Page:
State and local authorities are taking a more aggressive approach to getting synthetic drugs like "K2 Spice" and "bath salts" out of convenience stores.
Indiana Attorney General Greg Zoeller and Marion County Prosecutor Terry Curry announced a new partnership and enforcement strategy Wednesday.
As part of the plan, police officers will deliver legal notices to dozens of gas station convenience stores and other retailers warning them against selling the synthetic drugs.
After receiving the notice and signing an agreement form, retailers will have one week to turn over any items or substances they wouldn't want found during a search. If they do that, they won't face any penalties.
If they're still selling the items after the seven-day window, there will be no second chances.
"So our point here today is we don't care if it meets the definition or not, and we're putting you on notice," Curry said.
Curry and Zoeller said that even if the ingredients of a substance don't meet the definition of an illegal drug, the intent to sell it as a synthetic drug could be grounds for civil prosecution.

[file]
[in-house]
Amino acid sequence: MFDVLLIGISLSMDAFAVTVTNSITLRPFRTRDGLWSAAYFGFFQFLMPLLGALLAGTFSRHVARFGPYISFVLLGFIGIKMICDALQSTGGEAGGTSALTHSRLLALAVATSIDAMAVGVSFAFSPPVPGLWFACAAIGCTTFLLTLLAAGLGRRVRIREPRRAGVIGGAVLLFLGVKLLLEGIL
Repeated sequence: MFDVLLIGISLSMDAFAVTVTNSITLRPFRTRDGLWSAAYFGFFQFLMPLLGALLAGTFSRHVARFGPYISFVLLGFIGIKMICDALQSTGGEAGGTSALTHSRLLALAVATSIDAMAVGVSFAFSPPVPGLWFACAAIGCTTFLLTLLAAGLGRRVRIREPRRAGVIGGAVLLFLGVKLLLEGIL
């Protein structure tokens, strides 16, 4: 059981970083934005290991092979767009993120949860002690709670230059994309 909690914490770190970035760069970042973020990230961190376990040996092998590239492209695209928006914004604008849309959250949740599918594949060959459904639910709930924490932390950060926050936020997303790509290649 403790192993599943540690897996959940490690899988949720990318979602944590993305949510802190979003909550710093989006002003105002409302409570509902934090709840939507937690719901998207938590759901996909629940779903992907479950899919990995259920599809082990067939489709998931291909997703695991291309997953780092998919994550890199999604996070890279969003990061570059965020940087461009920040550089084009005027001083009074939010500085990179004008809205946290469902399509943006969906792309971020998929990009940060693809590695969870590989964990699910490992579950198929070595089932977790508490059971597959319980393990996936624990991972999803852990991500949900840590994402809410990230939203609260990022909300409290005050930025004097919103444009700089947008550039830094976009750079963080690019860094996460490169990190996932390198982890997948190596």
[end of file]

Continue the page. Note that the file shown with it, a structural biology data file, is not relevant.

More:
Penalties could include fines, loss of inventory and loss of a commercial retail license for one year. That would essentially put a store out of business.
Curry said several months of police work have revealed dozens of retailers sell "spice" and "bath salts" in Marion County.
"We're not going to pick and choose, we're going to put all retailers on notice where it's potential to sell these items," Curry said.
The approach is modeled after a similar program in Illinois that has seen some success.
It also helps law enforcement keep up with the "moving target" of synthetic drugs. Makers of the synthetic substances often change their recipes to avoid breaking the law.
This new approach focuses on intent rather than specific ingredients.
State Senator Jim Merritt hinted that stronger state laws may be necessary to curb the dangerous growth of the substances. He urged stores to cooperate.
"The legislature is watching this, and we meet January," Merritt said. "And if this is not accepted by Retail Indiana, we will be back."